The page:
Enquiry Meeting:One Big Interview

According to the HMRC, during a tax investigation, meetings between the taxpayer and the tax inspector play a vital role.

Why is that? Because according to HMRC, this is the easiest way to obtain information about the taxpayer’s business and settle the enquiry faster.

Also, meetings between the taxpayer and the tax inspector ”ensure that, where omissions have been found, the taxpayer is aware what offence has been committed and the likelihood of penalties and of the benefits of co-operating in bringing about an appropriate settlement at the earliest possible date, but you should make it clear that it is entirely a matter for them to decide.”(Enquiry Manual, HMRC)

When dealing with a meeting with the taxpayer, the inspectors are advised to consider a few points :
•the purpose of the meeting,
•the reason of the meeting,
•list of questions to be answered by the taxpayer
•review of all the information held,
•establish the basis of settlement.

The Inspectors Enquiry Manual (EM1822) tells the Inspector that the meetings enable them to:
”•obtain facts from the taxpayer about the business, how it is run and the records that are kept;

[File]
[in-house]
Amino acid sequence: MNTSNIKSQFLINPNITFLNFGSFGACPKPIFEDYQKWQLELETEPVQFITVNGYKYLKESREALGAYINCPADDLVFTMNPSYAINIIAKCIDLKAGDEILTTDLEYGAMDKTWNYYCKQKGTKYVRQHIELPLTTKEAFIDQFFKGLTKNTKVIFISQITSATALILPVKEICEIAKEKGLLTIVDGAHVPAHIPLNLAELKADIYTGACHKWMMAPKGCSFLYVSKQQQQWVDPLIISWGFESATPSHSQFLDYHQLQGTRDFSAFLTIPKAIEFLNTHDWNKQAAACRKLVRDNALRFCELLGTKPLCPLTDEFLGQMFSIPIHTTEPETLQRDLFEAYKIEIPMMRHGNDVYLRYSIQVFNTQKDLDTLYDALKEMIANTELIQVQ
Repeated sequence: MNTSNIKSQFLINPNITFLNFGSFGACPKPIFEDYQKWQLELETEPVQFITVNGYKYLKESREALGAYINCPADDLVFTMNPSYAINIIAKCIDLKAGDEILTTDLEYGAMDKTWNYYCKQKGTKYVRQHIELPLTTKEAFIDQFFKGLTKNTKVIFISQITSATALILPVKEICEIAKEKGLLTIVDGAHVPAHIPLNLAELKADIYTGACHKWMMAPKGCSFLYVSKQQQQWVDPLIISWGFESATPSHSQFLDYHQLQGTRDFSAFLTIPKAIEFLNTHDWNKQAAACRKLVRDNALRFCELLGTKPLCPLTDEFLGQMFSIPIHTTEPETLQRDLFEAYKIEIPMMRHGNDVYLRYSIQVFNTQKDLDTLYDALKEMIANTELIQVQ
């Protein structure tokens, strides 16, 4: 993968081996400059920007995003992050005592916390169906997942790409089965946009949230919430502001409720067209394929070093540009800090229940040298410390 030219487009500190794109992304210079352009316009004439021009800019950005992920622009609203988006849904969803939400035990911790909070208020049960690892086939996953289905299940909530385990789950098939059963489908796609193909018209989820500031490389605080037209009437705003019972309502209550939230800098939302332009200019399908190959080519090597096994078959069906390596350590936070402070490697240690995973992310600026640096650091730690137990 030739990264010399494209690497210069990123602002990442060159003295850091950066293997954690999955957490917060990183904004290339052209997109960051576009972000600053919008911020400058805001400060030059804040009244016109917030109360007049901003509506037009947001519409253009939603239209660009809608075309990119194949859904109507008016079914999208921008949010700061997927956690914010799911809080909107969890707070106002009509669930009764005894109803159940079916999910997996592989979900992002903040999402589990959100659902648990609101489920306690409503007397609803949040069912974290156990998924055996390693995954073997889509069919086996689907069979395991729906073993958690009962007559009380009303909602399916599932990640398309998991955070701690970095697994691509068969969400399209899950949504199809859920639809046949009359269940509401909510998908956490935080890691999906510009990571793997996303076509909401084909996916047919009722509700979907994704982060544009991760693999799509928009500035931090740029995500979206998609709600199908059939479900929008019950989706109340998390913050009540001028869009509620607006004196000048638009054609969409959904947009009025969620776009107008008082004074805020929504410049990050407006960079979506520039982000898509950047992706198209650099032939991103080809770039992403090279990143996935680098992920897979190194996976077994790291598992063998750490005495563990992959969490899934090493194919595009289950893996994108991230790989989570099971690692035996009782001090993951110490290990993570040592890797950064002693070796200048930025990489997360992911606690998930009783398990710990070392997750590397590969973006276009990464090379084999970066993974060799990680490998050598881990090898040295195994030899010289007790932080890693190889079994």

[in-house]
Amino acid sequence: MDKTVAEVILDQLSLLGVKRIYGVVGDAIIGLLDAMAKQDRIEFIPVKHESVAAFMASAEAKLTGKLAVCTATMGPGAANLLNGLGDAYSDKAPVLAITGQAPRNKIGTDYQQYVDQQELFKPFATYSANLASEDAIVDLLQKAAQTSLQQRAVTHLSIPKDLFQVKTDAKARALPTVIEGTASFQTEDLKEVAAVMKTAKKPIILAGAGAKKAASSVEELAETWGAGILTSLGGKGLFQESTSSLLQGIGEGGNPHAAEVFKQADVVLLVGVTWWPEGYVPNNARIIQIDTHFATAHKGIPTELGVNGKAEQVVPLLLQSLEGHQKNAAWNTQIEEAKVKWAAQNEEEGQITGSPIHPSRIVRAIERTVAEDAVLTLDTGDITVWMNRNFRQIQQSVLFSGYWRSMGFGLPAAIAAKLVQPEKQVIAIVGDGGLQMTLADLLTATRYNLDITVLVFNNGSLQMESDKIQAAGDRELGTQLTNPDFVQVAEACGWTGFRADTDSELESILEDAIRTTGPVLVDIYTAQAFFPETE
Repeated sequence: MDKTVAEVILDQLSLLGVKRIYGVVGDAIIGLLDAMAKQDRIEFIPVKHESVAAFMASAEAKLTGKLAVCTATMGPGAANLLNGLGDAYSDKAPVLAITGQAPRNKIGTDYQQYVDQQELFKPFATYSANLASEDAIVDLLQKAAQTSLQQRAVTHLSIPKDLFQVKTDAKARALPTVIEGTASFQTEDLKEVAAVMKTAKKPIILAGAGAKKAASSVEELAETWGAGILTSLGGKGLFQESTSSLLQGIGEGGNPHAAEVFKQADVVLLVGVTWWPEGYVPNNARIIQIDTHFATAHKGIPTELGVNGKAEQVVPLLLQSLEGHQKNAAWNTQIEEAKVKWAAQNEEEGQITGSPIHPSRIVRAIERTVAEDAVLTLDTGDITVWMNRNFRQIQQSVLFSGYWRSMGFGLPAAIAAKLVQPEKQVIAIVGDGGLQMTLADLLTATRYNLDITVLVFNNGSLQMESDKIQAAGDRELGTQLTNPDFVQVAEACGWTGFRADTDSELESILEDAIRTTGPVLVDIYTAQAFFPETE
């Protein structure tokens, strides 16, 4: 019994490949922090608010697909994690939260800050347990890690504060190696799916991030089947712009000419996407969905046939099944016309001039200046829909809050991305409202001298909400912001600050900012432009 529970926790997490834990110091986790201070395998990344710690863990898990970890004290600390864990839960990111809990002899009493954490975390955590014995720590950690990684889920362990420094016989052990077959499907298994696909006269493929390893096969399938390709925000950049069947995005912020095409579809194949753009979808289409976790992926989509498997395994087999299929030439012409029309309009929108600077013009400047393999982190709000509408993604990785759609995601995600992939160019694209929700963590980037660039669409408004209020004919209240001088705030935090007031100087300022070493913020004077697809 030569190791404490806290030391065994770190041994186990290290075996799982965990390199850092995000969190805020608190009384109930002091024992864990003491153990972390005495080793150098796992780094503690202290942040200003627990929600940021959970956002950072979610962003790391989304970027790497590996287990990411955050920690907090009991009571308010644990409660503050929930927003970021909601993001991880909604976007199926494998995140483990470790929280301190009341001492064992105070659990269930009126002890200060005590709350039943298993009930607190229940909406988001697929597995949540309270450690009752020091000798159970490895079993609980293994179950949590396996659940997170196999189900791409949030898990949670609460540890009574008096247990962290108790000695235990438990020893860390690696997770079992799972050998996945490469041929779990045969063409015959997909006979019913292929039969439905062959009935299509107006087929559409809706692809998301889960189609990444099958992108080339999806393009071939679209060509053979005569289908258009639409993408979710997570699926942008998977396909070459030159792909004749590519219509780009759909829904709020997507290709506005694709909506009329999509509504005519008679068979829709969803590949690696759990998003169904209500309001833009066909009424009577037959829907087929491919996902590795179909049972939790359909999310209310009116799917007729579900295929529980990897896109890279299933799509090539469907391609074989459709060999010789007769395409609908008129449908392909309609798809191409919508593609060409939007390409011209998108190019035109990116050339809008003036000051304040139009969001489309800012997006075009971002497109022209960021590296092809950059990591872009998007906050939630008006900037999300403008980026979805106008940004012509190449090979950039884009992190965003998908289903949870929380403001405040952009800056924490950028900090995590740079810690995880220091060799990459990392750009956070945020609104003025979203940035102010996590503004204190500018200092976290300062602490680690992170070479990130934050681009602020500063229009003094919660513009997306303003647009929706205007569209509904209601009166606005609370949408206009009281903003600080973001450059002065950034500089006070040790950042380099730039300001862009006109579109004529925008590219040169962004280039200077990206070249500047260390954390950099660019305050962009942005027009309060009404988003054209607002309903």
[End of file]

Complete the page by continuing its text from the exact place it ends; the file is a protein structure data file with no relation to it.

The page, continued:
obtain the facts in non-business enquiries;
•explain the purpose of your enquiry. Taxpayers may not always be fully aware of the extent of HMRC enquiries;
•establish whether the taxpayer wishes to disclose omissions;
•agree what action is required and by whom to move the enquiry towards conclusion;
•ensure that, where omissions have been found, the taxpayer is aware what offence has been committed and the likelihood of penalties and of the benefits of co-operating in bringing about an appropriate settlement at the earliest possible date, but you should make it clear that it is entirely a matter for them to decide.
•quantify and agree omissions;
•settle the enquiry.”(Enquiry Manual, HMRC)

What you need to realise when dealing with a tax investigation is that there is no legal obligation for you to attend a meeting/interview with the Inspector.
Also it is important to go through the structure of the meeting in advance with your tax agent.
It is vital while attending such a meeting to have appropriate representation.
Tax Investigations and conflicts with the HMRC can create difficult and stressful times for anyone involved as well as a big accountancy bill.
Here at Taxfile we have free-of-charge enquiry protection cover. The insurance will cover the whole costs involved in dealing with your tax investigation. For more details about our insurance policy come and see us in our office in Tulse Hill or Exeter.

Arising and Remittance basis of taxation

As resident in the UK you are being taxed on an Arising basis.